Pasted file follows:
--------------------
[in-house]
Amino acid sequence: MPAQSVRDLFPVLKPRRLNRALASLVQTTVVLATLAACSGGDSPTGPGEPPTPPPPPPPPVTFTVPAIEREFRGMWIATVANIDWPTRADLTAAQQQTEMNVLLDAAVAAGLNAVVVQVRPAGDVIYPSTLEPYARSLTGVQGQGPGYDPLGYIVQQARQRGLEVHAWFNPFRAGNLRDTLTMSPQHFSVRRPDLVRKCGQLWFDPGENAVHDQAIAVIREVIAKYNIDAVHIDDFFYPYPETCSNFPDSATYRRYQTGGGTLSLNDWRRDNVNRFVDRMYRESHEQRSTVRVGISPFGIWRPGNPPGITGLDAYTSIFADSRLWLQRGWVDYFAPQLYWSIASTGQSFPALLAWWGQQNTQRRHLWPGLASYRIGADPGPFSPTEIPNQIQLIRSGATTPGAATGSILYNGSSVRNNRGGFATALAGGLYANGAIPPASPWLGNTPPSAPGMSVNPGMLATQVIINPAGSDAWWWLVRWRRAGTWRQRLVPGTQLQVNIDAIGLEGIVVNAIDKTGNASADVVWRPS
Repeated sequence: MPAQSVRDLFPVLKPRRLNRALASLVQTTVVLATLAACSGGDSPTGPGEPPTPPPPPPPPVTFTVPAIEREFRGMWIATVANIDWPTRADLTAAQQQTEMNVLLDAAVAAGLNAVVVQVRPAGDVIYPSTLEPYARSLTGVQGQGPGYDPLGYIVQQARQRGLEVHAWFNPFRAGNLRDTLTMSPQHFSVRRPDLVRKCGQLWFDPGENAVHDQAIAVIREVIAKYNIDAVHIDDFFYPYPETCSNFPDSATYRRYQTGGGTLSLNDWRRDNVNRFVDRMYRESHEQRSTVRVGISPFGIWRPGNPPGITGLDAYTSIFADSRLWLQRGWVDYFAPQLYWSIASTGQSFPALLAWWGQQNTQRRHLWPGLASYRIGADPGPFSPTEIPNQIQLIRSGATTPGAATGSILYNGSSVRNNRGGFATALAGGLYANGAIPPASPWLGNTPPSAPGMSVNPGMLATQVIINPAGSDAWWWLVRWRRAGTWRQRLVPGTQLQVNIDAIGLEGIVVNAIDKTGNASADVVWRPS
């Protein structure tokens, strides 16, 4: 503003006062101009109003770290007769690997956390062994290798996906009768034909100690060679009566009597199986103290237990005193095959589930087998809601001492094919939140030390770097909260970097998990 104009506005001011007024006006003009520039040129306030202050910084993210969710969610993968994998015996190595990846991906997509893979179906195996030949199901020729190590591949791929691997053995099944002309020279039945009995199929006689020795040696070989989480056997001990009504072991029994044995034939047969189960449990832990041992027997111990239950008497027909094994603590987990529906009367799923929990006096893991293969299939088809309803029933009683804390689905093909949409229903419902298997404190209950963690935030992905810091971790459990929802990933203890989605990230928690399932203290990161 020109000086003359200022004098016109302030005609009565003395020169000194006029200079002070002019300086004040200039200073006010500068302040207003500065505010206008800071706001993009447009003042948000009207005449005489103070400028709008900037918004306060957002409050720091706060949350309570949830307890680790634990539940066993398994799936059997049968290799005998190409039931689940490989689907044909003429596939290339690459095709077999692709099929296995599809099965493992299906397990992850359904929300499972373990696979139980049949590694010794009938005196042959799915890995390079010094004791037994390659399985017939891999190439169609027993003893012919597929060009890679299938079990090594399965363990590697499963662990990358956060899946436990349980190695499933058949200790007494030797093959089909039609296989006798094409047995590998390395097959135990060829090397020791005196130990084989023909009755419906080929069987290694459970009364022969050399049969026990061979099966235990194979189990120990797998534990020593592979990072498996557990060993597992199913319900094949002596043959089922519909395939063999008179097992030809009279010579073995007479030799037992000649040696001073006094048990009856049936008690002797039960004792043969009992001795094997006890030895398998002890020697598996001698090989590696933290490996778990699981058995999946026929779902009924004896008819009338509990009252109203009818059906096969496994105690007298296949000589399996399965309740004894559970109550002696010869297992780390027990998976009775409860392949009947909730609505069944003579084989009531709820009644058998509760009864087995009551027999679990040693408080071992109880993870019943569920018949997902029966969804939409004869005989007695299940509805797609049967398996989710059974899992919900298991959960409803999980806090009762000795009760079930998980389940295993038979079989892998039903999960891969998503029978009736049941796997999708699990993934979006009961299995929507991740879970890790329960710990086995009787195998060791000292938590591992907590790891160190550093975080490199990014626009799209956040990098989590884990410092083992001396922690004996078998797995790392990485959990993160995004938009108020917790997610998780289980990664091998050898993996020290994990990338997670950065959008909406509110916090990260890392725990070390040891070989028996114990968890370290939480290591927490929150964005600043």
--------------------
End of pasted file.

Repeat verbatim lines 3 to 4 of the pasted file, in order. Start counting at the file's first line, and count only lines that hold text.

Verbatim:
Repeated sequence: MPAQSVRDLFPVLKPRRLNRALASLVQTTVVLATLAACSGGDSPTGPGEPPTPPPPPPPPVTFTVPAIEREFRGMWIATVANIDWPTRADLTAAQQQTEMNVLLDAAVAAGLNAVVVQVRPAGDVIYPSTLEPYARSLTGVQGQGPGYDPLGYIVQQARQRGLEVHAWFNPFRAGNLRDTLTMSPQHFSVRRPDLVRKCGQLWFDPGENAVHDQAIAVIREVIAKYNIDAVHIDDFFYPYPETCSNFPDSATYRRYQTGGGTLSLNDWRRDNVNRFVDRMYRESHEQRSTVRVGISPFGIWRPGNPPGITGLDAYTSIFADSRLWLQRGWVDYFAPQLYWSIASTGQSFPALLAWWGQQNTQRRHLWPGLASYRIGADPGPFSPTEIPNQIQLIRSGATTPGAATGSILYNGSSVRNNRGGFATALAGGLYANGAIPPASPWLGNTPPSAPGMSVNPGMLATQVIINPAGSDAWWWLVRWRRAGTWRQRLVPGTQLQVNIDAIGLEGIVVNAIDKTGNASADVVWRPS
């Protein structure tokens, strides 16, 4: 503003006062101009109003770290007769690997956390062994290798996906009768034909100690060679009566009597199986103290237990005193095959589930087998809601001492094919939140030390770097909260970097998990 104009506005001011007024006006003009520039040129306030202050910084993210969710969610993968994998015996190595990846991906997509893979179906195996030949199901020729190590591949791929691997053995099944002309020279039945009995199929006689020795040696070989989480056997001990009504072991029994044995034939047969189960449990832990041992027997111990239950008497027909094994603590987990529906009367799923929990006096893991293969299939088809309803029933009683804390689905093909949409229903419902298997404190209950963690935030992905810091971790459990929802990933203890989605990230928690399932203290990161 020109000086003359200022004098016109302030005609009565003395020169000194006029200079002070002019300086004040200039200073006010500068302040207003500065505010206008800071706001993009447009003042948000009207005449005489103070400028709008900037918004306060957002409050720091706060949350309570949830307890680790634990539940066993398994799936059997049968290799005998190409039931689940490989689907044909003429596939290339690459095709077999692709099929296995599809099965493992299906397990992850359904929300499972373990696979139980049949590694010794009938005196042959799915890995390079010094004791037994390659399985017939891999190439169609027993003893012919597929060009890679299938079990090594399965363990590697499963662990990358956060899946436990349980190695499933058949200790007494030797093959089909039609296989006798094409047995590998390395097959135990060829090397020791005196130990084989023909009755419906080929069987290694459970009364022969050399049969026990061979099966235990194979189990120990797998534990020593592979990072498996557990060993597992199913319900094949002596043959089922519909395939063999008179097992030809009279010579073995007479030799037992000649040696001073006094048990009856049936008690002797039960004792043969009992001795094997006890030895398998002890020697598996001698090989590696933290490996778990699981058995999946026929779902009924004896008819009338509990009252109203009818059906096969496994105690007298296949000589399996399965309740004894559970109550002696010869297992780390027990998976009775409860392949009947909730609505069944003579084989009531709820009644058998509760009864087995009551027999679990040693408080071992109880993870019943569920018949997902029966969804939409004869005989007695299940509805797609049967398996989710059974899992919900298991959960409803999980806090009762000795009760079930998980389940295993038979079989892998039903999960891969998503029978009736049941796997999708699990993934979006009961299995929507991740879970890790329960710990086995009787195998060791000292938590591992907590790891160190550093975080490199990014626009799209956040990098989590884990410092083992001396922690004996078998797995790392990485959990993160995004938009108020917790997610998780289980990664091998050898993996020290994990990338997670950065959008909406509110916090990260890392725990070390040891070989028996114990968890370290939480290591927490929150964005600043």